I'd recommend getting the DVD instead of this book. It's just as repetitious, but it's much shorter to get through, and you don't miss anything from the book.

10,000 stars for the ideas contained within the book, 2 stars for presentation. The author is really repetitious with his ideas, so I ended up skimming most of it. However, the ideas work wonders for my baby!

The 5 S's were things that I naturally tried, either from instinct to comfort the baby or from experience/watching other mothers. But
This is the perfect book if you baby has colic and/or is your first or second child. Useful information, but stuff I learned by accident along the way with all my babies!

Talks about the 5 S's for a happy baby (swing, swaddle, shush, suck, can't remember the last one) and refers to first three months of baby's life as the last trimester. (it is nice to put a name to it)

I am glad I don't have to feel guilty anymore about nursing my babies on demand, holding them a lot, and even sleeping with them
Although a lot of this book is repetitive and redundant, I followed it's advice along with troublesome tots website which I follow nap advice to a T, and it works!! Some stuff in this book I was already doing..Mainly swaddling my baby. One thing I had to quit that is advised is the pacifier because baby kept waking up because it would fall out and she would wake up 20-30 times for us to put it back in her mouth, so we had to wean her of it early, but as long as she was swaddled it did not matter ...more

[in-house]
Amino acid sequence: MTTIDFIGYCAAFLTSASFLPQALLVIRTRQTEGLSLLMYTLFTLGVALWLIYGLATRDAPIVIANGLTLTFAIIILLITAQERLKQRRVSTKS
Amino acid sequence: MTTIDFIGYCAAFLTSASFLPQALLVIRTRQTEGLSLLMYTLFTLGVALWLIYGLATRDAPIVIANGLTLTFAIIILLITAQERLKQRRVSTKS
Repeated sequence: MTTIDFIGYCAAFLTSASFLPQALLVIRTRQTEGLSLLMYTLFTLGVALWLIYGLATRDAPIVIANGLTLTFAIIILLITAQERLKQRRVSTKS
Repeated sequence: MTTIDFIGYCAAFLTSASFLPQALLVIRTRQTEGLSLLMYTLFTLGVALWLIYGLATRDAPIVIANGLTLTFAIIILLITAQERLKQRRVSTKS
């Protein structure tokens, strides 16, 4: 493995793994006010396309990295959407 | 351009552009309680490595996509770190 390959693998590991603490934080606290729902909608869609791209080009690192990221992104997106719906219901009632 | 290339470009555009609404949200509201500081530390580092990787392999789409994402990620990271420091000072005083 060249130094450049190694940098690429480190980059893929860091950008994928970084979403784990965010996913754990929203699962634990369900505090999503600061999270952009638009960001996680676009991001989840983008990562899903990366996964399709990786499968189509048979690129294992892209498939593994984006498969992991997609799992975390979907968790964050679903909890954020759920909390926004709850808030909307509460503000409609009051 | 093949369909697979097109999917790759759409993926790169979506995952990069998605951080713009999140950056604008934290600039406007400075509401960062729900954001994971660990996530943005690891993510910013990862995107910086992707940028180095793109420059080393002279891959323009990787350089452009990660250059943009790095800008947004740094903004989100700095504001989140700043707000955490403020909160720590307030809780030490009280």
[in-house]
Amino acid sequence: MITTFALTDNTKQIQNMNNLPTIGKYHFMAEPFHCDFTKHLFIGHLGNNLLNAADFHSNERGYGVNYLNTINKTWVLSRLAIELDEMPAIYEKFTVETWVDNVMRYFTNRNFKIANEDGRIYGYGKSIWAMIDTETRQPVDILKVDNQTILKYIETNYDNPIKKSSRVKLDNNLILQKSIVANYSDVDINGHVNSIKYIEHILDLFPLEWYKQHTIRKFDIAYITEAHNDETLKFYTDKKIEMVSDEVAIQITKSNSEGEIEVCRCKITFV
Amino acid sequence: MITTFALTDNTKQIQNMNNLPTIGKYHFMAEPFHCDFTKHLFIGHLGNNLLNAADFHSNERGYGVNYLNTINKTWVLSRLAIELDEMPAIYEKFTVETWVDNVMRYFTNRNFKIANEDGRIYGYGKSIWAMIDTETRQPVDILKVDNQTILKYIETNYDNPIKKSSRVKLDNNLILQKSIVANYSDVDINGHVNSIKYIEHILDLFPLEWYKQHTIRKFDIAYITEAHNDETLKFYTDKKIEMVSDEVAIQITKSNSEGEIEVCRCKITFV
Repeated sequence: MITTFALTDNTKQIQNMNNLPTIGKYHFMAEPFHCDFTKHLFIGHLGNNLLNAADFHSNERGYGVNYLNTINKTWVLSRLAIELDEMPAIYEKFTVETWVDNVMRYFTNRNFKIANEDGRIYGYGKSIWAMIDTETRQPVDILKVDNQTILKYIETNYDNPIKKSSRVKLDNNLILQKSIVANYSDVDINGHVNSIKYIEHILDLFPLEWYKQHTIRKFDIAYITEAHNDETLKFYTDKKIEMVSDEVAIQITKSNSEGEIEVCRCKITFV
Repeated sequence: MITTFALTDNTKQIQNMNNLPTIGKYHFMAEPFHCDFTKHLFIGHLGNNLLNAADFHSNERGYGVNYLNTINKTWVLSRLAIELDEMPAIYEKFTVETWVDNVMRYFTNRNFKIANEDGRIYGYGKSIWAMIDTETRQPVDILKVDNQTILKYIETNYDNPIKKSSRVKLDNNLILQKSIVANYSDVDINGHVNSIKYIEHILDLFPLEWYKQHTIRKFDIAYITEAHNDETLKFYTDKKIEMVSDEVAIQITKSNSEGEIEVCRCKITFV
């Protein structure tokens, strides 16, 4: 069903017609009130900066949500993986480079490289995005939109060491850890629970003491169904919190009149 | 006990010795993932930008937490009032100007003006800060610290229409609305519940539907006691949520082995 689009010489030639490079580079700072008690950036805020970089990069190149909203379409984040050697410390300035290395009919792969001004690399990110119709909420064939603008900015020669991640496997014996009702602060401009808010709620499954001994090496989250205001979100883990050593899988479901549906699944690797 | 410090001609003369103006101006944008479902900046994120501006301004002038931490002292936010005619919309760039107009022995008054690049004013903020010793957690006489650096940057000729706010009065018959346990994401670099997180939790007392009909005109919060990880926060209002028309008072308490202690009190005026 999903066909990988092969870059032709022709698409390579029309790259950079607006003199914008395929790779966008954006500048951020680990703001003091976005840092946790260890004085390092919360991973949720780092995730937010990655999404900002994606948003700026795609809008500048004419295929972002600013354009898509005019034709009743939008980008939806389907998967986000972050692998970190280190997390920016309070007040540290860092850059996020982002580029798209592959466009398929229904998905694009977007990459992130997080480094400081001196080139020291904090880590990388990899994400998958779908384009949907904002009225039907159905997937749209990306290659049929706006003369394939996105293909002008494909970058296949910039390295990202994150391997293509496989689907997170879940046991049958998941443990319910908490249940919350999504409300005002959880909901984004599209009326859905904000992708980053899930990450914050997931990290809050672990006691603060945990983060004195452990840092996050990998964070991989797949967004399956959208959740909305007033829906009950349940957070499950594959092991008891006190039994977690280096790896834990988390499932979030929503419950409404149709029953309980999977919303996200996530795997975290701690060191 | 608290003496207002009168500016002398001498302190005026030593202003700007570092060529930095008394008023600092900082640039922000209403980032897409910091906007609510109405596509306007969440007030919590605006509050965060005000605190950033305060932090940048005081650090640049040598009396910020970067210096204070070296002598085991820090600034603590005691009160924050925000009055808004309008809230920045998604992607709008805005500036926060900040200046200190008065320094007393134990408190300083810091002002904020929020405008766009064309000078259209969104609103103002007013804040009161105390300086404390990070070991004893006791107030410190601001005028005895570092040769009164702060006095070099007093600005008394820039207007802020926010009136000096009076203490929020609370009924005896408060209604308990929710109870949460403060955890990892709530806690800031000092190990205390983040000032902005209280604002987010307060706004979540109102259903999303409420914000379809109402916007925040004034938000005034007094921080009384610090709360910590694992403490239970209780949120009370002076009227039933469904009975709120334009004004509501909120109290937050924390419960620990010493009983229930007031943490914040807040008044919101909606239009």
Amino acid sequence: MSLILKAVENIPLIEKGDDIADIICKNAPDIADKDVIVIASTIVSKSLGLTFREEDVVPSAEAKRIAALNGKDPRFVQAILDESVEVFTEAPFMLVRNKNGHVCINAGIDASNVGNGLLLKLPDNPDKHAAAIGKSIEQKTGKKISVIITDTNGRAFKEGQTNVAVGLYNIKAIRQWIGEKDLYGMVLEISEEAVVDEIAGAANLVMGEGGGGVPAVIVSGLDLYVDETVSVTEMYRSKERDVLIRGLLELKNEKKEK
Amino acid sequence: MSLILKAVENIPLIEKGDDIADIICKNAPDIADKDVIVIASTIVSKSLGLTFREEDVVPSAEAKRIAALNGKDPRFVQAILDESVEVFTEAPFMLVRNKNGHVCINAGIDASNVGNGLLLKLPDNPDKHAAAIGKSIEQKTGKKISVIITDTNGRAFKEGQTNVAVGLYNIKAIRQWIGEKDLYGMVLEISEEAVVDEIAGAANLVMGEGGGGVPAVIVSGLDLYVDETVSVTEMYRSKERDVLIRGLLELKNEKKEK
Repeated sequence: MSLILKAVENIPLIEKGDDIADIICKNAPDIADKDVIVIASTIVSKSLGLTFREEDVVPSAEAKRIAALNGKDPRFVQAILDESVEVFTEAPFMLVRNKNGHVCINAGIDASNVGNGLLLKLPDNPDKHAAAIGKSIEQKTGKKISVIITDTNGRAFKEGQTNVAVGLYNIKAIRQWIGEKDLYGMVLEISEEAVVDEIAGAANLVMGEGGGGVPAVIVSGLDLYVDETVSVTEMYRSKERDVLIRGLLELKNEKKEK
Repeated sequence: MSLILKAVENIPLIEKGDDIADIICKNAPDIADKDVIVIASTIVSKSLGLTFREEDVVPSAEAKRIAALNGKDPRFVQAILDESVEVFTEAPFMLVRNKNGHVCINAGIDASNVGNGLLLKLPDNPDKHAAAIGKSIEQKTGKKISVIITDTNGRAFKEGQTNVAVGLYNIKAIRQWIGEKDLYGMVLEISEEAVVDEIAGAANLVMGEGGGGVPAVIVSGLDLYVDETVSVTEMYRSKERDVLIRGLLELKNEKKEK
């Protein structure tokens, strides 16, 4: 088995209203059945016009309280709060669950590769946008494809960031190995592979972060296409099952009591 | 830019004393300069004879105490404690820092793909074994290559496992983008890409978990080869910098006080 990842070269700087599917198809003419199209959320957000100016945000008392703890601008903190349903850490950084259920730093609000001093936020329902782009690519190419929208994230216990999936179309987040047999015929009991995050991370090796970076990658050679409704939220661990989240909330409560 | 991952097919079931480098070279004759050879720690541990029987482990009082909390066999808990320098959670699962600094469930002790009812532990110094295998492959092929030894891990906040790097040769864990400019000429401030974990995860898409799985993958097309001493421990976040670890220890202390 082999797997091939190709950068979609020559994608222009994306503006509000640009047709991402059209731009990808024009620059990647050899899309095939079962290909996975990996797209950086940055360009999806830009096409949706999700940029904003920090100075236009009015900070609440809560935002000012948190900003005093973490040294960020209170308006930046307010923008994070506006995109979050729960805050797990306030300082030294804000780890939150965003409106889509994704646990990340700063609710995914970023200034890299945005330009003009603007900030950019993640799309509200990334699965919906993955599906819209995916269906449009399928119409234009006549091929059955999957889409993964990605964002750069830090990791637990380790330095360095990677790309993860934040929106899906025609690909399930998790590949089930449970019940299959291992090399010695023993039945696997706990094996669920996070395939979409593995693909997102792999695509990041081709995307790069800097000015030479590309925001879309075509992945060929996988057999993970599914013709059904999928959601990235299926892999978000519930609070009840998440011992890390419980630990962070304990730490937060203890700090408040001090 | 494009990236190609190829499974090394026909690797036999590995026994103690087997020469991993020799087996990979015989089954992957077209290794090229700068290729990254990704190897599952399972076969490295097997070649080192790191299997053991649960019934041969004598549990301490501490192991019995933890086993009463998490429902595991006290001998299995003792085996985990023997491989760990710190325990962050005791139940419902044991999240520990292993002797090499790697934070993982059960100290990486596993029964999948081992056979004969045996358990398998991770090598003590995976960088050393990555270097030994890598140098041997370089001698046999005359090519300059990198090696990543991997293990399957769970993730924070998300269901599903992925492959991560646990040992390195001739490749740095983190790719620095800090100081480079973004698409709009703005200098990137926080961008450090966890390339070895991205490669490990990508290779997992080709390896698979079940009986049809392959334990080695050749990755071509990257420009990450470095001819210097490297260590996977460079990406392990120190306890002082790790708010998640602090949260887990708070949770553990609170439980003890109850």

The basis of this book is that babies are essentially born three months early, and that the best way to calm them for the "fourth trimester" (the first three months of life) is to try to recreate the conditions of the womb. It gives five steps/actions to take to do this that seem like they'll be pretty simple with a little practice. I'm buying it and hope it works. As a wise coworker with three kids told me when I mentioned some parenting book I was reading, though, "just remember when she's bor ...more
The main points were great, but lots of unnecessary "fun facts" I ended up skipping. Can't wait to put what I learned into practice!
Excellent book. I first heard about it when my husband and I took our birth preparation class almost 4 years ago for our first child. I bought a copy last year when I saw it at Target, but hadn't read it yet (my two girls picked up on sleeping very quickly and were never fussy). That all changed two months ago when I had my son, and my first experience with colic. The ideas in this book made all the difference! He goes to bed around 9 and doesn't wake up to eat until around 4, then goes back to ...more
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Review 4 36 Aug 26, 2012 09:25AM  
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Dr. Harvey Karp is a nationally renowned pediatrician and child development specialist. He is an Assistant Professor of Pediatrics at the UCLA School of Medicine. Over the past 30 years, he has taught thousands of parents, from working moms to superstars like Madonna, Michelle Pfeiffer and Pierce Brosnan his secrets for making children happy.

Dr. Karp has committed his full-time efforts to writing,
More about Harvey Karp...
The Happiest Toddler on the Block: The New Way to Stop the Daily Battle of Wills and Raise a Secure and Well-Behaved One- To Four-Year-Old The Happiest Baby Guide to Great Sleep: Simple Solutions for Kids from Birth to 5 Years The Happiest Baby on the Block and The Happiest Toddler on the Block 2-Book Bundle Baby Bliss: Your One-stop Guide for the First Three Months and Beyond Green Babies, Sage Moms: The Ultimate Guide to Raising Your Organic Baby